Manuscript pass, approx. 4.25 x 4.5 in.
August 15th 1862
Permit Jno. McCoy, family,
and conveyance and
baggage to pass unmolested
by order of
Capt. com C.S.A.
Consignor relates that the pass was among papers from the McCoy family of Ohio. The McCoys may have been Copperheads -- hence, the Confederate pass.
William Clarke Quantrill (1837-1865) enlisted as a captain in late 1861 (exact date uncertain). A native of Canal Dover, Ohio, Quantrill first worked as a teacher from the age of 16. He tried to support his family after his father died, but teaching salaries were not very high even then. For a short time he wandered West, into Illinois, then after encountering some trouble, back into Indiana. He worked his way back to Ohio shortly after that. In 1857 he joined a couple others in town moving to Kansas in hope of acquiring larger land holdings. But Quantrill was easily bored, and instead of farming the joint claim, he started wandering the wilderness with a rifle.
He worked a few other jobs, such as a teamster with the US Army. Not much is known of his time in the West other than he gained a lot of experience at poker, even winning large sums of money, which he then gambled away (sometimes all at once on one large bet). He joined some drifters, for a time becoming paid protectors for Missouri farmers. It was in this time that he apparently made his first trip to Lawrence, Kansas. There he taught school again for a short time, but the school closed and he began just earning a few dollars wherever he could. It was during this time that his political views also began to solidify, apparently anti-slavery/pro James Lane, then anti-slavery and detesting James Lane. By the time War erupted, he was squarely on the side of the Confederacy.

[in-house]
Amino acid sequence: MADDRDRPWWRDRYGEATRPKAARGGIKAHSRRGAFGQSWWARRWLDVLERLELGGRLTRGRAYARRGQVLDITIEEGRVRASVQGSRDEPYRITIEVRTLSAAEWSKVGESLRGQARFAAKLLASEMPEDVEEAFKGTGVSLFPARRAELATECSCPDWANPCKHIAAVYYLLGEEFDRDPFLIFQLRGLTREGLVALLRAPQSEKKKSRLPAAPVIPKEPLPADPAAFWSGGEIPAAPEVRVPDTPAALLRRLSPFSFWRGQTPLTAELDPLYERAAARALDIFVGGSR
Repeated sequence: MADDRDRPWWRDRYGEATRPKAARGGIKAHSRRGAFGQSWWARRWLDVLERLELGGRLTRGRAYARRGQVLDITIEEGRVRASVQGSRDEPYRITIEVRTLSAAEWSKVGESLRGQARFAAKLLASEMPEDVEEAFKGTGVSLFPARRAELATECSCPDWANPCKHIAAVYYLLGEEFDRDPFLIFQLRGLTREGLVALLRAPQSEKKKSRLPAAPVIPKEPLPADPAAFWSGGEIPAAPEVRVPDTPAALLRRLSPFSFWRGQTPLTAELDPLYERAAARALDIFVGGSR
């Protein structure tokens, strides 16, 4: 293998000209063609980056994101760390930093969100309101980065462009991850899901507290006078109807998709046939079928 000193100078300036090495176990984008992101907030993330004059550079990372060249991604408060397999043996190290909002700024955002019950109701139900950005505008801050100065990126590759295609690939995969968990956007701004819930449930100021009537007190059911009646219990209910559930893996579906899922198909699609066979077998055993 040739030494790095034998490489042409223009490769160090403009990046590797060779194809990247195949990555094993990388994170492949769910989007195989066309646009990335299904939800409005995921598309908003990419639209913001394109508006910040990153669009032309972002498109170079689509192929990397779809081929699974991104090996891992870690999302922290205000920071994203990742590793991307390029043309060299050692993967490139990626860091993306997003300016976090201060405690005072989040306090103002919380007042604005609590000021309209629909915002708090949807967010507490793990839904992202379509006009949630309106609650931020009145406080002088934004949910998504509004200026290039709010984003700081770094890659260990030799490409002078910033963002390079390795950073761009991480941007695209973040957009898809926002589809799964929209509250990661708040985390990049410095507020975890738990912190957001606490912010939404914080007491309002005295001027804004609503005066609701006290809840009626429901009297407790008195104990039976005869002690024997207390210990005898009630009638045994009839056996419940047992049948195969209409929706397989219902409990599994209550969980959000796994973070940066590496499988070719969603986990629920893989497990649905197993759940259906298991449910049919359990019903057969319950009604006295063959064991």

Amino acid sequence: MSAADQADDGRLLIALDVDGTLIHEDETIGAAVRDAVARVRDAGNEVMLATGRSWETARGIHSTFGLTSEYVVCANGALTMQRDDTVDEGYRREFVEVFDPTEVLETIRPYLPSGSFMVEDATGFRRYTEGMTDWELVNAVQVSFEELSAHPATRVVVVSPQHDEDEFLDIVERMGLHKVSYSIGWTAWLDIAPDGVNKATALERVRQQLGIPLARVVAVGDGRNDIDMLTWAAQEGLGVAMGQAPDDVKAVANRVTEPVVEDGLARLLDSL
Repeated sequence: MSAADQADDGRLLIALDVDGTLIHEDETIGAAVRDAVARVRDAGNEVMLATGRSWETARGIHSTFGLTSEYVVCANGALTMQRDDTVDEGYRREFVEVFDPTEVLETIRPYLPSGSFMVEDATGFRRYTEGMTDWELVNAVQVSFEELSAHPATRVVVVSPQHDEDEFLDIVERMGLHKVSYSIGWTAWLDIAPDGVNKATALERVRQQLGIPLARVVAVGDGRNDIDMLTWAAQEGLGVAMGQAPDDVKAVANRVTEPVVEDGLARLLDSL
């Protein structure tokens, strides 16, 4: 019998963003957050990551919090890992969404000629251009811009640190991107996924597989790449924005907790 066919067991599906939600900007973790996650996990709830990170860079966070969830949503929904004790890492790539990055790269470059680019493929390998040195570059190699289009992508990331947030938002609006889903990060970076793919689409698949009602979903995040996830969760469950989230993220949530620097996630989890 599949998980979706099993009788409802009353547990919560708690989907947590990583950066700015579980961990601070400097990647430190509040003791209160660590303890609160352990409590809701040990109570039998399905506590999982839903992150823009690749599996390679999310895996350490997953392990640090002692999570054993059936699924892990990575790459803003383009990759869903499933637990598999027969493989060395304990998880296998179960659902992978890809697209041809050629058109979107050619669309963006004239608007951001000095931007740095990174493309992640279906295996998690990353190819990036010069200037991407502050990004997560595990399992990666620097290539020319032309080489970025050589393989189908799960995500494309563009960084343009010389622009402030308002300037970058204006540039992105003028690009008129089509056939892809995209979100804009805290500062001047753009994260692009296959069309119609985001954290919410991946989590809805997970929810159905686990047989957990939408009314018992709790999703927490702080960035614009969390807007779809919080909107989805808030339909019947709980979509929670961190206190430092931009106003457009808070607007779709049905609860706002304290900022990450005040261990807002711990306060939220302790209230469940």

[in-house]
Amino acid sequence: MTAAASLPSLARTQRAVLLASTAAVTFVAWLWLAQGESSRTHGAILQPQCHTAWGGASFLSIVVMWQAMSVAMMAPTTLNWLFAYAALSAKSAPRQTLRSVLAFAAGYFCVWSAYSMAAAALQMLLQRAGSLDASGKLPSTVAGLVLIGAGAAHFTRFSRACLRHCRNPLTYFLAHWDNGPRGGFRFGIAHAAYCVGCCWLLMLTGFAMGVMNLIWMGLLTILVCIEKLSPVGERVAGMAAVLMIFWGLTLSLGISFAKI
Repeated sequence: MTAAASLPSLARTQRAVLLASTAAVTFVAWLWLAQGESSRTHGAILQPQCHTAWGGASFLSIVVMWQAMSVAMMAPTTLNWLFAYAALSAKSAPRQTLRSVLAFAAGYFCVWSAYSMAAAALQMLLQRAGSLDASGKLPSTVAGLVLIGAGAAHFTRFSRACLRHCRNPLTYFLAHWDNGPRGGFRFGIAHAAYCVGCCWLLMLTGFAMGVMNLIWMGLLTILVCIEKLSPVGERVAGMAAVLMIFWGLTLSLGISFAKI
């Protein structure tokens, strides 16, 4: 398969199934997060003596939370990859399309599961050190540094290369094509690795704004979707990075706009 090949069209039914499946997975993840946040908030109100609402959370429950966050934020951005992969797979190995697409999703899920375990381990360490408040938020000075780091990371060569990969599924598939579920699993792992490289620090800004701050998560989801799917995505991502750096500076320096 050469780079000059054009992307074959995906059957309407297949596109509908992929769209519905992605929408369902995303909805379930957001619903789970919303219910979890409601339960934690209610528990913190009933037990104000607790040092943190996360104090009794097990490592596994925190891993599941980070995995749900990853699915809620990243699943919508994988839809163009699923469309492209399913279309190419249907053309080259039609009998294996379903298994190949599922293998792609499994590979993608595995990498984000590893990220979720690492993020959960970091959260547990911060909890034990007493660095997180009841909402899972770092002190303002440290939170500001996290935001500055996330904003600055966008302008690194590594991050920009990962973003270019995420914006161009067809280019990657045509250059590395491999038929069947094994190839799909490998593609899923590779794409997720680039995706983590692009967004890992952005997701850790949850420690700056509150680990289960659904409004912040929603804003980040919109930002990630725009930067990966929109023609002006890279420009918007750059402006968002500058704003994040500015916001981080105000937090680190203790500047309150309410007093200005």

Early in 1861 he went to Texas with a slaveholder, and met Joel Mayes. Mayes was half Cherokee, and a Confederate sympathizer. He appears to have been instrumental in teaching Quantrill guerrilla warfare tactics. Quantrill joined General Sterling Price, and fought at Wilson's Creek and Lexington in August and September, 1861. He deserted and returned to Missouri to form his own company of loyal men, who ultimately became "Quantrill's Raiders." His most notorious raid was on Lawrence, which he saw as "ground zero" for anti-slavery forces, and incursions into Missouri. By the time Quantrill left Lawrence about 9 a.m. on August 21, about 150 men and boys were dead and most of the town was in flames.
The western Confederate forces did not surrender with Lee (April 9) or Johnston (April 26). On May 10, Quantrill was caught by Union forces at Wakefield Farm in Western Kentucky, where they had been raiding for much of the spring of 1865. Quantrill was shot in the back. He was taken to the military prison hospital in Louisville, where he died on June 6.
Had been folded many times. Separation of central vertical fold.
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